Extra Weight Tied to Extensive Health Problems

Extra Weight - Health Problem

Many Americans have weight problems, and carrying those extra pounds jeopardizes just about every aspect of their health, according to a new study.

It’s nothing new to know that excess weight is often accompanied by health problems, such as type 2 diabetes or heart disease.

But the latest rundown of conditions is stunningly long and diverse, covering 41 topics including asthma, heart failure, high blood pressure, depression, fatigue, osteoarthritis, and stress. The list was compiled by researchers, including Ruth Patterson, PhD, RD, of the Cancer Prevention Research Program at the Fred Hutchinson Cancer Research Center in Seattle.

Patterson and colleagues studied 73,000 people aged 50 to 76 in western Washington state. Based on the responses, the researchers calculated body mass index (BMI) to gauge participants’ total body fat. Among the women, almost 60% were overweight or obese. For the men, nearly 73% were overweight or obese.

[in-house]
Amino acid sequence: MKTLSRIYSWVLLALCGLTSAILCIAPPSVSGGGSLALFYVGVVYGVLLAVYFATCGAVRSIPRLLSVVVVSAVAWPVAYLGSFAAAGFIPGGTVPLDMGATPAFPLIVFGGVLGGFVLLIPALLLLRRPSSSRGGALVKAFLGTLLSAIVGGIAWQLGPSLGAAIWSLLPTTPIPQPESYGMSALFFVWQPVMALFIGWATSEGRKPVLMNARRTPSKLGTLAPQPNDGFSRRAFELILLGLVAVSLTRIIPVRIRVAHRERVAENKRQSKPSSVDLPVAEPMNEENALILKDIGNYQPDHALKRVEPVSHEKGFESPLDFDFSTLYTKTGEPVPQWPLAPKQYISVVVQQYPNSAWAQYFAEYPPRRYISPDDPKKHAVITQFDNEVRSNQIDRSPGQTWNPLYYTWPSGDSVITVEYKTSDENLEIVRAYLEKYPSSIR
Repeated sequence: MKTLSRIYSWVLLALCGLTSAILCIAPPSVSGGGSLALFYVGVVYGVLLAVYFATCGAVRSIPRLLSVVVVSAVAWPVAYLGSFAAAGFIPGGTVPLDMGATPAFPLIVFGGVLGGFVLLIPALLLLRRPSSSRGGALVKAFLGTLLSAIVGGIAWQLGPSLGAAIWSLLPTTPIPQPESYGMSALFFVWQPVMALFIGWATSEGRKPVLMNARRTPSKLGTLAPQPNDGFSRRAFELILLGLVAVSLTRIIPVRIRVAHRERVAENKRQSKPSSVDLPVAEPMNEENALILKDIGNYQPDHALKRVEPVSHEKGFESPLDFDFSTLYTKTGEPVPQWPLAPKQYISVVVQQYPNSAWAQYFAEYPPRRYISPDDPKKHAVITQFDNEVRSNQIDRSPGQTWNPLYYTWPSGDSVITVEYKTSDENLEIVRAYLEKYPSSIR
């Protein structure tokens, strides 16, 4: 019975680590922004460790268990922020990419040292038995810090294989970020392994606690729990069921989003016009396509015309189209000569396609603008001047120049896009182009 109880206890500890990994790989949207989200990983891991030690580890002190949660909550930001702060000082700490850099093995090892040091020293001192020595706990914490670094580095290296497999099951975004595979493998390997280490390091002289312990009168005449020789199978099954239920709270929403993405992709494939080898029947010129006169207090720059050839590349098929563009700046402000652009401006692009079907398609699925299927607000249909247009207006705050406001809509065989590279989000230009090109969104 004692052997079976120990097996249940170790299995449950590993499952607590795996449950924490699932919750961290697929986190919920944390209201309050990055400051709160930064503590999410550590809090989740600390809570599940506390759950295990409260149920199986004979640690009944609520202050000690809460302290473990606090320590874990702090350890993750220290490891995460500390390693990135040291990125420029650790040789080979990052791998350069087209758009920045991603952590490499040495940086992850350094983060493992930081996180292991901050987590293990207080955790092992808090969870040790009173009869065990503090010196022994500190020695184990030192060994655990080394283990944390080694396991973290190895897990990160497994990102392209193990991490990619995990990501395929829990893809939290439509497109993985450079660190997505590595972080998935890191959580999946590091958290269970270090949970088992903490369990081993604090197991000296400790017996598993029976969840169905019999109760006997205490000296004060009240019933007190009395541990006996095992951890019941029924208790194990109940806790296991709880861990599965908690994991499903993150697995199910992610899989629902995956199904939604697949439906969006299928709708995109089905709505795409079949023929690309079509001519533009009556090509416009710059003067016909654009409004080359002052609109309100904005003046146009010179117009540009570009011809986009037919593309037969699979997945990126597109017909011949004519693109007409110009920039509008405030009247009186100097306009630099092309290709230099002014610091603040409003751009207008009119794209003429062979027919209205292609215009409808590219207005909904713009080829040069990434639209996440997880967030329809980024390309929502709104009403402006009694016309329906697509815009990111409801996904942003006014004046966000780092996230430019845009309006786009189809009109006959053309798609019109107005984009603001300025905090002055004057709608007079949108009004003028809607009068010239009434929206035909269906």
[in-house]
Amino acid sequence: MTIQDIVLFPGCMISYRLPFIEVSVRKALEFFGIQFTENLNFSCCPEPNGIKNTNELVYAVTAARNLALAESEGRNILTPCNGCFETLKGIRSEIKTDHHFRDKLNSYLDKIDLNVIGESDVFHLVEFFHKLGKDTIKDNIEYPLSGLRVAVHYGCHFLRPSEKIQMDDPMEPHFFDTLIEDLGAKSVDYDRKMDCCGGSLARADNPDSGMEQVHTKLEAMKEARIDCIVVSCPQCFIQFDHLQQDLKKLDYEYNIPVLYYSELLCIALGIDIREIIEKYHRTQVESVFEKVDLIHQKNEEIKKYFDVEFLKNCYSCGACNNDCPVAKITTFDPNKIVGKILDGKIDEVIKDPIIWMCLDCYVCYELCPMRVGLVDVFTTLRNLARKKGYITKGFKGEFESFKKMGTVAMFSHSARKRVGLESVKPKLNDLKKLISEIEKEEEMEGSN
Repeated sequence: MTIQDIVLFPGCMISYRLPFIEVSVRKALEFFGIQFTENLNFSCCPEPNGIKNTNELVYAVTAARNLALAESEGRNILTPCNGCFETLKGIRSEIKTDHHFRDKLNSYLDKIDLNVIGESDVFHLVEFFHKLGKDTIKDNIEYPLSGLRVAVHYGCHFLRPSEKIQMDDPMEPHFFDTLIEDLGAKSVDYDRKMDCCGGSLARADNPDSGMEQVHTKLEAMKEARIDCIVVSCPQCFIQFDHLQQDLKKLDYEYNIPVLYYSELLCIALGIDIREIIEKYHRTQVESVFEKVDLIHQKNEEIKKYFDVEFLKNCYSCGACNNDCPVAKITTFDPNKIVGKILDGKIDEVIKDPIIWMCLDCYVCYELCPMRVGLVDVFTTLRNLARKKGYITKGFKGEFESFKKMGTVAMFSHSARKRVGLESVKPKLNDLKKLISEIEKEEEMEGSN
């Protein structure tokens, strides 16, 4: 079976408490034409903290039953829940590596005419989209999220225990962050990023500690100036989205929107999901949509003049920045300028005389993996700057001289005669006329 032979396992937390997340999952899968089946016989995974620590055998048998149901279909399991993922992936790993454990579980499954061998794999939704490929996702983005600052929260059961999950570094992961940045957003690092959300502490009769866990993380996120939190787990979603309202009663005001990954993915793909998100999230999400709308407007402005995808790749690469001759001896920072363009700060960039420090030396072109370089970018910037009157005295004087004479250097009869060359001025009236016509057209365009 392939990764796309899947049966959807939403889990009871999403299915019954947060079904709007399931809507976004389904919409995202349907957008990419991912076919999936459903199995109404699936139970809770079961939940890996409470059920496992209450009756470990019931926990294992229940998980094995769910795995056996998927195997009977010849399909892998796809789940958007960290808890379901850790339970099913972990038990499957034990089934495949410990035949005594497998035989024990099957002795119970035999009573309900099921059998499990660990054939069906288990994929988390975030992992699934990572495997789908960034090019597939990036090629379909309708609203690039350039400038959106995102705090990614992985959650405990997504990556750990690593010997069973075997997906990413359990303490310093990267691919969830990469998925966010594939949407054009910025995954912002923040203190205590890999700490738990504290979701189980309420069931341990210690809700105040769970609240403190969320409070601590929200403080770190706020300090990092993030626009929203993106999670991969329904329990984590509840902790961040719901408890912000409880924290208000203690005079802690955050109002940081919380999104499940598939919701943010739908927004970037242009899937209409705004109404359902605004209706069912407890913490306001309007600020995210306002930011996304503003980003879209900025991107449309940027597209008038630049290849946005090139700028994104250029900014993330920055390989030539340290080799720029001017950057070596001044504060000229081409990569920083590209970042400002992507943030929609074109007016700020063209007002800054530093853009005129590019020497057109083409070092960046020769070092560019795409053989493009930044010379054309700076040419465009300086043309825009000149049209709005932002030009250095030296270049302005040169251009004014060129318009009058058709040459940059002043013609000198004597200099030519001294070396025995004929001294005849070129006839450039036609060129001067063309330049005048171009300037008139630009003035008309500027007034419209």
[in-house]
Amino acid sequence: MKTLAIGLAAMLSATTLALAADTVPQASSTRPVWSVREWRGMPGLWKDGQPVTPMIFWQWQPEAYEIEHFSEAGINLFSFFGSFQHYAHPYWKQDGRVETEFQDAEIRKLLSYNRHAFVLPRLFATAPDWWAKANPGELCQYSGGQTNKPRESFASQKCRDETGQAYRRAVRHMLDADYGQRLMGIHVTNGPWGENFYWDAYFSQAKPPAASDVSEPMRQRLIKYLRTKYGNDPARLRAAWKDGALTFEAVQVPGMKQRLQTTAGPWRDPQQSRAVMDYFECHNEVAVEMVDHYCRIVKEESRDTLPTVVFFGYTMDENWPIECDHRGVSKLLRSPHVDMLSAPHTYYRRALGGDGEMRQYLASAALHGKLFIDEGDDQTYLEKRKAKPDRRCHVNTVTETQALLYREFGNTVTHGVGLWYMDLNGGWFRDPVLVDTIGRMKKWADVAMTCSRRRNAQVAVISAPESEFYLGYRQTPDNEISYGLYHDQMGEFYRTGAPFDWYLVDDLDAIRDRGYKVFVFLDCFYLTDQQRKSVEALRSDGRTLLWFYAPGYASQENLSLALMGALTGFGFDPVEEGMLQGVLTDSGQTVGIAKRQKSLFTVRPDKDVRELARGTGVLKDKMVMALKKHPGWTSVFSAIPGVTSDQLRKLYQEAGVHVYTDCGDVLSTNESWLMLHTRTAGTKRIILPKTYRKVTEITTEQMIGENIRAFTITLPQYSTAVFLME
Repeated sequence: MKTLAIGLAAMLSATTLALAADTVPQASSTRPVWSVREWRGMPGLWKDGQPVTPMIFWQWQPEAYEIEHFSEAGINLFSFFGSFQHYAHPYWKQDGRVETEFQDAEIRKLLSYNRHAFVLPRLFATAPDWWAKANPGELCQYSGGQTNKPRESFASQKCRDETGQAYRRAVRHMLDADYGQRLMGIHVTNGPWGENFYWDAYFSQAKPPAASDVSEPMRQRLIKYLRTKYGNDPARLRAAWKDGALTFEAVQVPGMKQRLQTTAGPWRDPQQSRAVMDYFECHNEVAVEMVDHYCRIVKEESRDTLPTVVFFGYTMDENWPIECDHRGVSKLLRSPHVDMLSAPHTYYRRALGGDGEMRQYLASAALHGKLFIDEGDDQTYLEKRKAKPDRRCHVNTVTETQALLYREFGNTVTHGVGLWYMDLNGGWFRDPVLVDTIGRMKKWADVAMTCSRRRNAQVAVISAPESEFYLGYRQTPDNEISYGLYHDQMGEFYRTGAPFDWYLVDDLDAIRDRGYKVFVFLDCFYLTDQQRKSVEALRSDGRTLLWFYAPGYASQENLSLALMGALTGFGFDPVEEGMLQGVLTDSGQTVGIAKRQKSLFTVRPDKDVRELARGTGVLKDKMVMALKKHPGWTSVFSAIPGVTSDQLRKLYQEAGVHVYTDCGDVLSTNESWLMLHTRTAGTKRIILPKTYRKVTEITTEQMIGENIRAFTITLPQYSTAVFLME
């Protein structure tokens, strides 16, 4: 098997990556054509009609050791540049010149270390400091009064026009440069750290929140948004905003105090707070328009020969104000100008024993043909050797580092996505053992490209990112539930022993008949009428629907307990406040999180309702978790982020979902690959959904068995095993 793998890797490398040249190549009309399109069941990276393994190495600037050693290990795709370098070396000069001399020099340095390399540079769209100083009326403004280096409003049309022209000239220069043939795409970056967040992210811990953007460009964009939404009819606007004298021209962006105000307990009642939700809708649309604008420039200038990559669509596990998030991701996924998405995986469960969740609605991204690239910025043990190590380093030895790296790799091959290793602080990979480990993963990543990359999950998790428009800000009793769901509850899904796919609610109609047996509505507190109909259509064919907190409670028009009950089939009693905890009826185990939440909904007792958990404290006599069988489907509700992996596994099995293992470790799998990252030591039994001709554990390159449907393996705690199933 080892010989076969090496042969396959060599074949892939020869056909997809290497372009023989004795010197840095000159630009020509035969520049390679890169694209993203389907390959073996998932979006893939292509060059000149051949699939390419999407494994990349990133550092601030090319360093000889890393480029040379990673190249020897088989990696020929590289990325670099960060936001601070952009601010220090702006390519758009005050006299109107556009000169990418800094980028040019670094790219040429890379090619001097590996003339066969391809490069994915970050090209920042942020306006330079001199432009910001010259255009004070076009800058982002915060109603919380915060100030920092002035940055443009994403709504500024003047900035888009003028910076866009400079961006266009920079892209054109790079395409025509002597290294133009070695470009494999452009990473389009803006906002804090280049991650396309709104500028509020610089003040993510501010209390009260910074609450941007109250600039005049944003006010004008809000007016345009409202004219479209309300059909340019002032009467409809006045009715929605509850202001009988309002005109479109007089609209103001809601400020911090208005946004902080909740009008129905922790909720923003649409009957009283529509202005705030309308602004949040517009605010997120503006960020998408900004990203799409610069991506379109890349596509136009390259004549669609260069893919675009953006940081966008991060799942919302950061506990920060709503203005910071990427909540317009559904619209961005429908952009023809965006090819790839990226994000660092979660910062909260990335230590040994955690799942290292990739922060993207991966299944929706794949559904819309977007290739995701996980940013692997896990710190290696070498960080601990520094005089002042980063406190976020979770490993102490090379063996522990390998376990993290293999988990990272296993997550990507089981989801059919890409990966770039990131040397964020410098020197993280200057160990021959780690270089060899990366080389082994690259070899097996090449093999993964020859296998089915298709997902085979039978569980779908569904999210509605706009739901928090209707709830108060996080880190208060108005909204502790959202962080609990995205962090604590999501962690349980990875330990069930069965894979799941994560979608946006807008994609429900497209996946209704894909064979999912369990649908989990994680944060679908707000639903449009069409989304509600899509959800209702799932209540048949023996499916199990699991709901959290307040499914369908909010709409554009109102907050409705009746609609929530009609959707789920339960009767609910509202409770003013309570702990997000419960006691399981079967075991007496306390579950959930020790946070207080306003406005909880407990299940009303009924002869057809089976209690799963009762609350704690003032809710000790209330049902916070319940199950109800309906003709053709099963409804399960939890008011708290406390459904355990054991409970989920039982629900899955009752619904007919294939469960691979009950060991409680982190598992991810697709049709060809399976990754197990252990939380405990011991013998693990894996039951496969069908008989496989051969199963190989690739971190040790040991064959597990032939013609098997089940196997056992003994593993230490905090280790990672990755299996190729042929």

Overweight BMI ranges from 25-29.9; obese BMI is at least 30.

Weight-Related Health Problems

Higher BMI was tied to 37 out of 41 health conditions for women and 29 out of 41 for men.

For women, morbid obesity (defined as a BMI of 35 or greater) was shown to be associated with a more than 12-fold risk of diabetes, an almost 12-fold risk of knee replacement, a six-fold risk of heart failure, a fivefold risk of high blood pressure and gallbladder removal, and a fourfold risk of potentially life-threatening clots to the lungs, chronic fatigue/lack of energy, and insomnia.

Morbidly obese men had a similar list. With the strongest associations seen in diabetes (eightfold risk), knee replacement (sixfold), high blood pressure (sixfold), heart failure (fourfold), and fatigue and lack of energy and insomnia (fourfold). Morbidly obese men had slightly lower rates of enlarged prostate.

Time’s Toll

The group only included older adults, and it’s not known when their weight problems started. Adding a pound or two every year or so may sound harmless, but as the study shows, it all adds up over time.

Some conditions, such as high blood pressure, might be caused by excess weight. Others could be part of a vicious cycle.

“For example, depression may result in weight gain, which can lead to depression,” write the researchers, calling for “effective and practical” ways to prevent weight gain and fight obesity.

By Miranda Hitti, WebMD Medical News, November 2004

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